Brain Training

Are you looking for new ideas and alternative ways of dealing with emotional and physical health issues? Perhaps you want to get off some of your medications or try alternatives to using yet another drug? You might want to look at the option of neurofeedback treatment. Neurofeedback trains the brain to work more optimally.

Neurofeedback is a technique in which we train the brain to help improve its ability to regulate bodily functions and to take care of itself. When the brain is not functioning well, evidence of this often shows up in the Electroencephologram (EEG). By challenging the brain, much as you challenge your body in physical exercise, we can help your brain learn to function better. It is amazing how much is tied to the brain and its ability to function.

A better functioning brain can improve sleep problems, can help with anxiety, depression and with symptoms such as migraines or chronic pain, can be helpful in managing attention – how well you can persist even at a boring task, and can help you manage your emotions.

Emotions may feel like the real you, but your brain has a lot to say about how you feel and react. If the emotions are out of control, that’s trainable. If they aren’t there –as in lack of empathy, for example – that too, is trainable with neurofeedback.

Finally there are some specific issues where EEG neurofeedback training can be helpful such as in cases of seizures, traumatic brain injury, stroke, and autism. In these instances the training does not so much get rid of the problem as it simply re-organizes the brain to function better in the context of whatever injury or loss exists.

With neurofeedback we actually put sensors on the scalp in the area that we want to read the brainwaves and make changes. The sensors are connected to a computer which allows us to read the EEG brain waves in that area of the brain. From that data, we make changes to train the brain to work more optimally. For instance, if we are working on the issue of Attention Deficit Hyperactivity Disorder, the brain EEG will show higher alpha and theta brain waves. These are the slower brain waves that we want when we are relaxing and/or trying to rest. This would not be the brain waves that we want if we are trying to focus and work, such as with school or work tasks. So we would train the brain to speed up those brain waves to increase the brain’s ability to focus and complete tasks.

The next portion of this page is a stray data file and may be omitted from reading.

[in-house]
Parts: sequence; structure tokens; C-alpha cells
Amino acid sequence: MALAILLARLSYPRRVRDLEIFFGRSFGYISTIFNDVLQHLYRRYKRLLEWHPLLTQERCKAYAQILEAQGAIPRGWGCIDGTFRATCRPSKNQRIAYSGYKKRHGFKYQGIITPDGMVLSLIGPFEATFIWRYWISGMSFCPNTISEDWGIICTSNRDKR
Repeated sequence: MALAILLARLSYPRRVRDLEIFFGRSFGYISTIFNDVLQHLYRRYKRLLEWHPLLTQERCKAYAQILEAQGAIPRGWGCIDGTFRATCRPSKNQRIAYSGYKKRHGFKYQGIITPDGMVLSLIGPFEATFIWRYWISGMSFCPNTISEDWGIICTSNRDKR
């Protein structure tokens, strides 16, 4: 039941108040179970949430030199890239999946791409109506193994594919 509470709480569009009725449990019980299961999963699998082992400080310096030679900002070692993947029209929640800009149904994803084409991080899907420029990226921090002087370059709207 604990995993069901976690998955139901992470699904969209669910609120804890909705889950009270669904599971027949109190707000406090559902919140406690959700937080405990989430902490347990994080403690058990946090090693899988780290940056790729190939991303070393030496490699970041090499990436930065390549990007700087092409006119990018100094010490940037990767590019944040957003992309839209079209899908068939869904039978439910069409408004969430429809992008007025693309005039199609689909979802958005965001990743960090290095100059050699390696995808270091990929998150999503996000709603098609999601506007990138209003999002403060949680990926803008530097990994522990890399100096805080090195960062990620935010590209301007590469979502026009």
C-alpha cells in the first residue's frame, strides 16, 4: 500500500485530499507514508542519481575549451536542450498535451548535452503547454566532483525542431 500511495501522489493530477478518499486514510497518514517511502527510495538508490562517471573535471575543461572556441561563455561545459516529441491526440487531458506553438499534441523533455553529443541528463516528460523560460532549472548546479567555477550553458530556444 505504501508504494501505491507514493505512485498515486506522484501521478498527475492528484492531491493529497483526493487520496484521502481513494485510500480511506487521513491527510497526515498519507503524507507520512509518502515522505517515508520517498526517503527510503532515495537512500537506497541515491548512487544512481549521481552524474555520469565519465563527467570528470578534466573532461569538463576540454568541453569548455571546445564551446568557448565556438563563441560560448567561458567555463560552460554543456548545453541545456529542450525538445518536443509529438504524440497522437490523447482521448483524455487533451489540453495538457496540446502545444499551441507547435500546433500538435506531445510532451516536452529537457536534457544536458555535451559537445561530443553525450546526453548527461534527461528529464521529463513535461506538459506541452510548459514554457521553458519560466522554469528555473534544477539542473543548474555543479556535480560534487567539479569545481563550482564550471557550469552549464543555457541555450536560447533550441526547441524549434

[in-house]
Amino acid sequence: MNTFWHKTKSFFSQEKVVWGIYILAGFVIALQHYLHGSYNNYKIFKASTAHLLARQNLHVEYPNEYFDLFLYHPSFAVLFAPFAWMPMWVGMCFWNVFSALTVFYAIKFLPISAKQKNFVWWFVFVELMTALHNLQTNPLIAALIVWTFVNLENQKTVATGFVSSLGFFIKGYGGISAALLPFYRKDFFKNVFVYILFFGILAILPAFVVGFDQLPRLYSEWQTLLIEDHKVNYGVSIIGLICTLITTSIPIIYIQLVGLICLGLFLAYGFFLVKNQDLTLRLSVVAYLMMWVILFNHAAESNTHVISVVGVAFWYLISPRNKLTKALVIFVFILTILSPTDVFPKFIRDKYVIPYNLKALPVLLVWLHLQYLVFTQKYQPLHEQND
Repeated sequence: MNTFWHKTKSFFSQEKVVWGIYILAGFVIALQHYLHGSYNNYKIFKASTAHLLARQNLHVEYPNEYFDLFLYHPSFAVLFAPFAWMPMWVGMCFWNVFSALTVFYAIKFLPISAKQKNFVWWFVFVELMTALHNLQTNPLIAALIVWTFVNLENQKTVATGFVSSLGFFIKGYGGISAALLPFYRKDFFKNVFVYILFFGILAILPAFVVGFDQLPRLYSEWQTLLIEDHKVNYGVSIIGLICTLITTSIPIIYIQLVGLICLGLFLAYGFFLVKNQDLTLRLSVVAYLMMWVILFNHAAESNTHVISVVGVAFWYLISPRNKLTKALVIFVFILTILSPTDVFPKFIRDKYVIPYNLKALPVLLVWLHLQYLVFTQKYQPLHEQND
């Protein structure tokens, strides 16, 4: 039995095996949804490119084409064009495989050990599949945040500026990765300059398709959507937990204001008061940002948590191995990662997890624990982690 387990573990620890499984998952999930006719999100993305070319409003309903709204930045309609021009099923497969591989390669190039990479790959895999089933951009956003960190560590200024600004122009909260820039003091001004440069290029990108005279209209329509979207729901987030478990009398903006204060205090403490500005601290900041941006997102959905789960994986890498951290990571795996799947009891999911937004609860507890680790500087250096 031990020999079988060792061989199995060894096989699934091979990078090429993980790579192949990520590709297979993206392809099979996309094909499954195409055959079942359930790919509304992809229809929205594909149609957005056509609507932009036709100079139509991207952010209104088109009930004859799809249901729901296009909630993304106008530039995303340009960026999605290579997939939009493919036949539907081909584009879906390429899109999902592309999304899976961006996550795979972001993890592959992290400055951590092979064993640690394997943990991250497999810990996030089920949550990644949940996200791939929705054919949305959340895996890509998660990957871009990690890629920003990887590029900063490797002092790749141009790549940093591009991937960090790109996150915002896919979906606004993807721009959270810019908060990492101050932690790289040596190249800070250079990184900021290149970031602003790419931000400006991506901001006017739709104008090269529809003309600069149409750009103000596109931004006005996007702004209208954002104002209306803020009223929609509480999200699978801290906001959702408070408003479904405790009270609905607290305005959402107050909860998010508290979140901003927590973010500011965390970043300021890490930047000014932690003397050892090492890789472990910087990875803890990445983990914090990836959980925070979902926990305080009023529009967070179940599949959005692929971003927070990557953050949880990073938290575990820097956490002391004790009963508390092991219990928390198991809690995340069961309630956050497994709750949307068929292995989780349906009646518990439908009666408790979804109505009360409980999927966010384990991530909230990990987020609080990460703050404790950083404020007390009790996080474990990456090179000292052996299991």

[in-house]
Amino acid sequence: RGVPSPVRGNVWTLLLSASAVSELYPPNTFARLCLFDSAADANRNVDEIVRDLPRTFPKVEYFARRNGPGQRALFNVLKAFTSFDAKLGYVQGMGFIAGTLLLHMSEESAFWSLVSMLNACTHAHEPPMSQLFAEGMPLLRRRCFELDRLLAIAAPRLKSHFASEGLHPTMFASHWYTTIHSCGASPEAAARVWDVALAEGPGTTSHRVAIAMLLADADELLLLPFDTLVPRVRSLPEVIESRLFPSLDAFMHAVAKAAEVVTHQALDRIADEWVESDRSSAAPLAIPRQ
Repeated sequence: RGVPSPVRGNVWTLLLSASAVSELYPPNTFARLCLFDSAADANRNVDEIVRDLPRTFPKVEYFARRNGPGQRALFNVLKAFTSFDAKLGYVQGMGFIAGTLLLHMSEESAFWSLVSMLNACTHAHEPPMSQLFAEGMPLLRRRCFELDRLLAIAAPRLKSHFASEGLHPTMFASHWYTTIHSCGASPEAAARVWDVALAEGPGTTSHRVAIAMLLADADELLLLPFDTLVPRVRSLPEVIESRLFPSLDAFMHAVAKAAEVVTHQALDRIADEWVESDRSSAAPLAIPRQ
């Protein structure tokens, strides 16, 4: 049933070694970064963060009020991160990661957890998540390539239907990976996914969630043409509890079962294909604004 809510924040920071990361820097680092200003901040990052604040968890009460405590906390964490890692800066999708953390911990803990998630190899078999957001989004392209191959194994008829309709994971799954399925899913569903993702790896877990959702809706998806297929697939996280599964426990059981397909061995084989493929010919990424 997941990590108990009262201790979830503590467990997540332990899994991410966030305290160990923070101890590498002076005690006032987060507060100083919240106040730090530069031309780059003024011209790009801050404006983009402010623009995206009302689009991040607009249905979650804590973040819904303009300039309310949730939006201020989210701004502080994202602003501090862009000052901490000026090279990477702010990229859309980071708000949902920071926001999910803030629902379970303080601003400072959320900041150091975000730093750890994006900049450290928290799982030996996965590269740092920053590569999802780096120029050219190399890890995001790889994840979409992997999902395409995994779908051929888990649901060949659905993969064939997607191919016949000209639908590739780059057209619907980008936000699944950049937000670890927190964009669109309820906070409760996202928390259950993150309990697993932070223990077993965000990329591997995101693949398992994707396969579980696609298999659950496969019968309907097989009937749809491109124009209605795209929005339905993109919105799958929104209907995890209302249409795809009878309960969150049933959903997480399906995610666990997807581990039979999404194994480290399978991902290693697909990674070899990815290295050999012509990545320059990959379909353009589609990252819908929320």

The training is done by having the client watch a second computer with video games on it. Every time the brain goes to the frequency that we want it to, the game beeps and works. The beeping is reinforcing to the brain so it continues to go the desired frequency. There is no input into the brain. It is all done by reinforcing the brain with beeps when it is working more optimally.

We have been offering neurofeedback services since December 2005. We have three sets of neurofeedback equipment and four therapists trained to offer these services. I continue to be amazed at how so much of everything is all about the brain. Often when neurofeedback treatment is implemented, the first symptom that improves is sleep (whether this is the treatment issue or not). With enough training of the brain, the brain can be taught to maintain its more optimal state which means that we actually can train the brain to change and as Dr. Amen says, “Change your brain, change your life”! I find this quite exciting. If you would like more information about this, please call our office at 308-382-5297 x 110.

Tags: , ,


  • Licensed Independent Clinical Social Worker
    Licensed Independent Mental Health Practitioner

  • Janie Pfeifer Watson, LICSW, is the founder and director of Wholeness Healing Center, a mental health practice in Grand Island, Nebraska with remote sites in Broken Bow and Kearney. Her expertise encompasses a broad range of areas, including depression, anxiety, attachment and bonding, coaching, couples work, mindfulness, trauma, and grief. She views therapy as an opportunity to learn more about yourself as you step more into being your authentic self. From her perspective this is part of the spiritual journey; on this journey, she serves as a mirror for her clients as they get to know themselves—and, ultimately, to love themselves.


Subscribe today

Sign up to receive the latest mental health tips and inspiration

If you have a question, click below and receive prompt confidential help

Ask A Question